Nearly two weeks after the attack, according to the FBI transcripts released Tuesday, Harding was questioned at length by local authorities and allegedly was caught lying. After she spent hours denying any involvement in trying to cover up the plot, an FBI agent finally “told Harding that he knew she had lied to him . . . that he would tell her exactly how she had lied to him.”
At that point, she adjourned for a conference with her lawyer and changed her story to say she had become aware of Gillooly’s involvement and had not told the truth to a number of questions. She indicated that she was at Gillooly’s side as law enforcement officials closed in on him.
She apologized to the FBI at the end of her interrogation and said: “I hope everyone understands. I’m telling on someone I really care about.”
Perhaps more incriminating is the disclosure of telephone conversations that Harding instigated with part-time figure-skating journalist Vera Marano, who writes for American Skating World in Philadelphia.
According to the FBI account: The journalist received a call from Harding about Dec. 27 inquiring where Kerrigan trained and where she lived. Marano told investigators that she was able only to locate Kerrigan’s practice rink, the Tony Kent Arena in Dedham, Mass., and passed that along to Harding the following day.
Marano said that Harding explained herself as having a bet with someone about Kerrigan.
But according to Gillooly and two other men implicated in the case, Dec. 27 and 28 were the dates when the final details of the attack were worked out in Portland. On Dec. 28, the suspected hit man in the case, Shane Stant, left Portland for Boston. He told authorities that he carried background information and a photograph of Kerrigan and instructions of how to reach the Tony Kent Arena.
As it turned out, the attack was not done in Massachusetts, and Stant told authorities he went on to Detroit. He told investigators he hit the skater with a glancing blow on her right leg with a police baton “with approximately half his force.”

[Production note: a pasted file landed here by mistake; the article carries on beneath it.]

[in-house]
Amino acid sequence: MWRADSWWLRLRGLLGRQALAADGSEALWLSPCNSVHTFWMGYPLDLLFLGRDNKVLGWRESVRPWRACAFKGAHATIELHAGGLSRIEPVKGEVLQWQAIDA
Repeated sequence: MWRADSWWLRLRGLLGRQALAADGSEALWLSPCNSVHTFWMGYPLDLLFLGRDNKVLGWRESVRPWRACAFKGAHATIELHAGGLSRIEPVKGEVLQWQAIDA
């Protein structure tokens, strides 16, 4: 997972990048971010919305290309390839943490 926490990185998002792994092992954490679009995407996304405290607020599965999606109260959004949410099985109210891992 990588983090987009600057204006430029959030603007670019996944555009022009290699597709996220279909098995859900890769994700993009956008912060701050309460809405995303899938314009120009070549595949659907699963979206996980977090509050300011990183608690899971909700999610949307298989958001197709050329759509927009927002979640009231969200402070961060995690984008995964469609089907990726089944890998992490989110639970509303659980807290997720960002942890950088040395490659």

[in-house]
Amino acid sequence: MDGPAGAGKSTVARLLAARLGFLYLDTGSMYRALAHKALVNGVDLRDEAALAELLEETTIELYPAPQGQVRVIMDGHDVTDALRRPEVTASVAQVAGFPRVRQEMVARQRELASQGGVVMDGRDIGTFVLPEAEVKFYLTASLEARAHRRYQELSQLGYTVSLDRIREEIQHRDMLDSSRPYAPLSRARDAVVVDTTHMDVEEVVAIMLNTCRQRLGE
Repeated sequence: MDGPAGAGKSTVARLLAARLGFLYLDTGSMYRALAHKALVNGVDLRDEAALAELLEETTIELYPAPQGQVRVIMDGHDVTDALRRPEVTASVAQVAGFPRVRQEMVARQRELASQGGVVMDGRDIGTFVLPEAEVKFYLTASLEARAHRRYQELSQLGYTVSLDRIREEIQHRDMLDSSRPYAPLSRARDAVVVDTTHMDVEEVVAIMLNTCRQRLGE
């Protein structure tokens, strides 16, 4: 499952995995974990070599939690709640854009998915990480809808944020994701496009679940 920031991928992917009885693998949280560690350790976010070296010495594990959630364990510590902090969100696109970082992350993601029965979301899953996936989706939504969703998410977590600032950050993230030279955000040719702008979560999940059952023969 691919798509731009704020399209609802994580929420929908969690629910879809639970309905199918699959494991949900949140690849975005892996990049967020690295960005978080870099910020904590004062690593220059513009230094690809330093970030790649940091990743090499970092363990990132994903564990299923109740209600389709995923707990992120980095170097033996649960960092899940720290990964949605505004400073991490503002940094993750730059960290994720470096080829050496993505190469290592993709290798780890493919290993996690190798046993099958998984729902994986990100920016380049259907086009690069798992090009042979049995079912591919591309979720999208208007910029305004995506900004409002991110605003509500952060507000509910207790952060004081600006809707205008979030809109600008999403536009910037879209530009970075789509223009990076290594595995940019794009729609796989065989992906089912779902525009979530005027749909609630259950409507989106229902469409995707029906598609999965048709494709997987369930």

Until this telephone record was revealed, nothing in the investigation--except the word of the plotters themselves--has provided anything to indicate that Harding may have been involved with preparations for the assault.
Speaking on Gillooly’s behalf, attorney Hoevet followed up his court appearance with a press conference in which he made several accusations about Harding’s involvement. Portland colleagues said they were shocked that a defense attorney such as Hoevet would speak so strongly, as if he were prosecuting Harding.
Hoevet read a statement designed to sum up the ex-husband’s account.
“The key date is Dec. 28, 1993,” Hoevet said. That morning, Gillooly met with Stant and the confessed get-away driver Derrick Smith. Also present was Shawn Eckardt, a friend of both Harding and Gillooly. He was once described as her bodyguard but now appears to be the go-between that brought Gillooly in touch with the other two men.
“Tonya knew that the purpose of this meeting was to discuss how they could prevent Nancy Kerrigan from competing for the U.S. Women’s Figure Skating Championship. Tonya dropped Jeff off at the meeting and picked him up after it was over.